Wednesday, May 02, 2007

Montenegrin Activist Denied Answers in Police Spy Row

Podgorica - Montenegrin human rights activist Aleksandar Sasa Zekovic was today denied information by the Supreme Court on whether or not it gave police a green light to put him under surveillance.

In a letter seen by Balkan Insight, court president Ratko Vukotic told Zekovic that national security concerns meant he could not know if the authorities were watching him or not.

Suspecting police were following him and tapping his phone, Zekovic first wrote to the Supreme Court on April 20 to ask if it had approved such measures. According to Montenegrin law, the Supreme Court is responsible for authorising police surveillance and phone-tapping.

Zekovic is well known for his investigations of alleged human rights violations, and earlier this February published accusations of police brutality during an arrest operation carried out last year. The September 2006 swoop, known as "Eagle flight", saw a number of Albanian men taken into custody on suspicion of terorism.

He said that, since then, he had suspected police were following him, as well as claiming to have received anonymous threats that details of his private life would be exposed if he did not stop talking about the case.

Zekovic told Balkan Insight that police sources pointed the finger at officers close to police chief Veselin Veljovic, although adding they were acting without the latter’s support.

"I have been told these officers hate me and that I'm making problems for them in regard to the "Eagle flight" operation," he said. "Now, after this response from the Supreme Court, my suspicions that the police are involved are even stronger."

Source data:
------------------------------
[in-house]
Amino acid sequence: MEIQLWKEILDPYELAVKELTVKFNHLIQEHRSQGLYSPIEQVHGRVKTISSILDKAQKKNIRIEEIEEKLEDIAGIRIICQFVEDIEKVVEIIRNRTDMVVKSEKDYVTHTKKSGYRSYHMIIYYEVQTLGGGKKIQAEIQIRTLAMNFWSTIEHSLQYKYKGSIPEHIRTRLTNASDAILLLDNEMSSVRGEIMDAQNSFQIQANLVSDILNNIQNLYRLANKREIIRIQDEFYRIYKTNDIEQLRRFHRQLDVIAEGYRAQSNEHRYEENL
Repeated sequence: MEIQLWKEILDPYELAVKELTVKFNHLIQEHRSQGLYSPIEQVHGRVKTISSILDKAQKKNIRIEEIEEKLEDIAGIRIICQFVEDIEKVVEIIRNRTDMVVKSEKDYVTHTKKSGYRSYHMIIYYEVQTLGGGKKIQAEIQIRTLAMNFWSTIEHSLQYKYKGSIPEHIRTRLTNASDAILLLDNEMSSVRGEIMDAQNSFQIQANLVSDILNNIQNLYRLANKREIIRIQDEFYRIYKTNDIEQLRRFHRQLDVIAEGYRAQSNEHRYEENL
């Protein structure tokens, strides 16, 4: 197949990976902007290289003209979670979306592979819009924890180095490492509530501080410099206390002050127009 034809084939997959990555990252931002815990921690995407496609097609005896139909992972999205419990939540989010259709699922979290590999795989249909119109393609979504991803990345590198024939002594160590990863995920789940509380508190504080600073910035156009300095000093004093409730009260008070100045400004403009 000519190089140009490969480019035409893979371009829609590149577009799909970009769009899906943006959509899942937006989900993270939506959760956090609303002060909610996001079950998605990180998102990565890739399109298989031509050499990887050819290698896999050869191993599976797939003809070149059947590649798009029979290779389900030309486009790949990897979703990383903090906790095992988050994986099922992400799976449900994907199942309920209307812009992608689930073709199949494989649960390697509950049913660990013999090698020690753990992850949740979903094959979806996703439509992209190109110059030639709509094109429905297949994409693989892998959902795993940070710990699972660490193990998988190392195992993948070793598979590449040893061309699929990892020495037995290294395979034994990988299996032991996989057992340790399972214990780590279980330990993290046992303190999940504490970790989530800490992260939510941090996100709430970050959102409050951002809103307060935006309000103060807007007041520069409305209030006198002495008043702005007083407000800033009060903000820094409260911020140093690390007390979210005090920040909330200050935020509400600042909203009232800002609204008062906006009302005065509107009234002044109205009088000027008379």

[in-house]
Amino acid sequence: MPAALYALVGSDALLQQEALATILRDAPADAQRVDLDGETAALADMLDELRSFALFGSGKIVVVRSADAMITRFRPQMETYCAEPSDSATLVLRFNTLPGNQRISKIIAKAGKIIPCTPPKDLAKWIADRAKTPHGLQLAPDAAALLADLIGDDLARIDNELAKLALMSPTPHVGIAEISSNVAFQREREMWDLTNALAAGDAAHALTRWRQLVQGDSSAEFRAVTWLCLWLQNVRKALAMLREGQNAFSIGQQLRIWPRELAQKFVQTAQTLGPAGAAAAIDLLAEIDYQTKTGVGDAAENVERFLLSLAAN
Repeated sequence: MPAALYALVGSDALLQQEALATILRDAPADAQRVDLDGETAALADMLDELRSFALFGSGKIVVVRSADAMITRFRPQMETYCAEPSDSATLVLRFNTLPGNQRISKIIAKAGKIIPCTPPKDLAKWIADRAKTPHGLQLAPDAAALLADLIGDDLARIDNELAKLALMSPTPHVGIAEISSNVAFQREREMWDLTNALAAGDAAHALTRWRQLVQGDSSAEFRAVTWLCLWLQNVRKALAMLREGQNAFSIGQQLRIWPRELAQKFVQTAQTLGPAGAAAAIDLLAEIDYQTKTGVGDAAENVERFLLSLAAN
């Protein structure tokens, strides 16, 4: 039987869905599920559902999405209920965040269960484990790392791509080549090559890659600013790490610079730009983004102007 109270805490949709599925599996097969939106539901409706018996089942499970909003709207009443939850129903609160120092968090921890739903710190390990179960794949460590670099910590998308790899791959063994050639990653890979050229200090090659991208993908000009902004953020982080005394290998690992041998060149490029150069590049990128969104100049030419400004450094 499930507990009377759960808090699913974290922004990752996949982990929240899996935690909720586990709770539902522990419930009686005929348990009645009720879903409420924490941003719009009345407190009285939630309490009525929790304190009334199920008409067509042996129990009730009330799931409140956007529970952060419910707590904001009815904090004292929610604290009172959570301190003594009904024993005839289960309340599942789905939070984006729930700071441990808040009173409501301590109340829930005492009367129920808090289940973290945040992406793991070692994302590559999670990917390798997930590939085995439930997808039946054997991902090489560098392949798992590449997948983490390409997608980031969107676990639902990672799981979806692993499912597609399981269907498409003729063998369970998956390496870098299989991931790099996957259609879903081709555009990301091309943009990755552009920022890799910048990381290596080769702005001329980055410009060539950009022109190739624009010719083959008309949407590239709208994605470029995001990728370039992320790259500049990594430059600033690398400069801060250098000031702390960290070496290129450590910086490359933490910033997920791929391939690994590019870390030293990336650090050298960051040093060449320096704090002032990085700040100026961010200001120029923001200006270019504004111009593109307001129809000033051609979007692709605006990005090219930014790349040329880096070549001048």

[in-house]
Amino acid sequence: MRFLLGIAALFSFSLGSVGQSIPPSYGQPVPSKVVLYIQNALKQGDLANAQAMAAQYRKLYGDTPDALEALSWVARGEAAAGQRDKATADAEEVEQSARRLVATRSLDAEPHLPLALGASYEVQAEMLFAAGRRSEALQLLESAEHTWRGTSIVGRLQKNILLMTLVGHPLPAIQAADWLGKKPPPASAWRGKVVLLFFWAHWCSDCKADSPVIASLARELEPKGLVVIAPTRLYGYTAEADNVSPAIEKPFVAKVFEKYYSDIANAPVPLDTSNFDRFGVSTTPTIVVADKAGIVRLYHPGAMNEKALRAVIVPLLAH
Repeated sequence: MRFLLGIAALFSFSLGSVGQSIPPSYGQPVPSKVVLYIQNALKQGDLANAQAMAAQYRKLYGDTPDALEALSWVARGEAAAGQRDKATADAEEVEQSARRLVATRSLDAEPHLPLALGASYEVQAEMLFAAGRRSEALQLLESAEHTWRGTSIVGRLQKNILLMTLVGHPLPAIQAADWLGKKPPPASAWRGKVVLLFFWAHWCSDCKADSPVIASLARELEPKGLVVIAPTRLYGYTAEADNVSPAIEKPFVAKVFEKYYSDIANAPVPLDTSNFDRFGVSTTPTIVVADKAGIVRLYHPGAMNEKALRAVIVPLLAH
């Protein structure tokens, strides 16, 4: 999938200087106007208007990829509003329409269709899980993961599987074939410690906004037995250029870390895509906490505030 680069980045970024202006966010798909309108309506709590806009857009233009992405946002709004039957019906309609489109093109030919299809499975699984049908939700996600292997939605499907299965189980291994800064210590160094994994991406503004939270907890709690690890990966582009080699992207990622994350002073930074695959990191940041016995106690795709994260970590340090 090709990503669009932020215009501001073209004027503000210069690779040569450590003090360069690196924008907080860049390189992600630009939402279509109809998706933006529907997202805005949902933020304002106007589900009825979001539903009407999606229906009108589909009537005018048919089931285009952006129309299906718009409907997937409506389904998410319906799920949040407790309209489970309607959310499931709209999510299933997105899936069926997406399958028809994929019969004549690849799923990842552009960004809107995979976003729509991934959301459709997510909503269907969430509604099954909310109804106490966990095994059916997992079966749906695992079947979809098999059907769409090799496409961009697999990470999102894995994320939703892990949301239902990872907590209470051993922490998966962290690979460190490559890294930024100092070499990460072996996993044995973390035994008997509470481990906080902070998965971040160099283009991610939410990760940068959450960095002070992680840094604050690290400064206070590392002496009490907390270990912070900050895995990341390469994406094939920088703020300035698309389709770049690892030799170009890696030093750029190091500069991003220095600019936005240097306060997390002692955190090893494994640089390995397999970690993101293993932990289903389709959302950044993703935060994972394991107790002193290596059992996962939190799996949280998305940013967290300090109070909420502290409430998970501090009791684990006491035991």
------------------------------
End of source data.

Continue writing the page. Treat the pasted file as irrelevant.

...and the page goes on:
Police chief Veljovic has dismissed the allegations.

Zekovic has responded to his court rejection by writing to state prosecutor Vesna Medenica, asking her to confirm whether or not she ordered him to be put under surveillance.
Source: BIRN


Anonymous said...


Anonymous said...

Its a cover-up; the government does not want anyone following up on the Albanian torture case in Montenegro. This activist is just doing his job. He, and everyone following this matter, knows damn well that Albanians have been jailed for bogus reasons!!!

Anonymous said...

No kidding; but my question is, why aren't there any Albanian human rights activists taking the lead in an independent investigation outside the legal realm.

Although the under-qualified defense team is back-peddling in their legal efforts, there needs to be an Albanian NGO pressuring the legal authorities to release information on the cause of arrests for those inmates.

There is no watchdog orgazization in Montenegro, something like MJAFT! in Albania. If these arrests were made in Tetove or Preseve, trust me there would be a national uproar with the ethnic minorities.

But this furthers my argument that Malesor are not united and fearful for their lives as if they are still living in the communist era.

Free Malesia? Yes, free them from their own fears and tribulations!!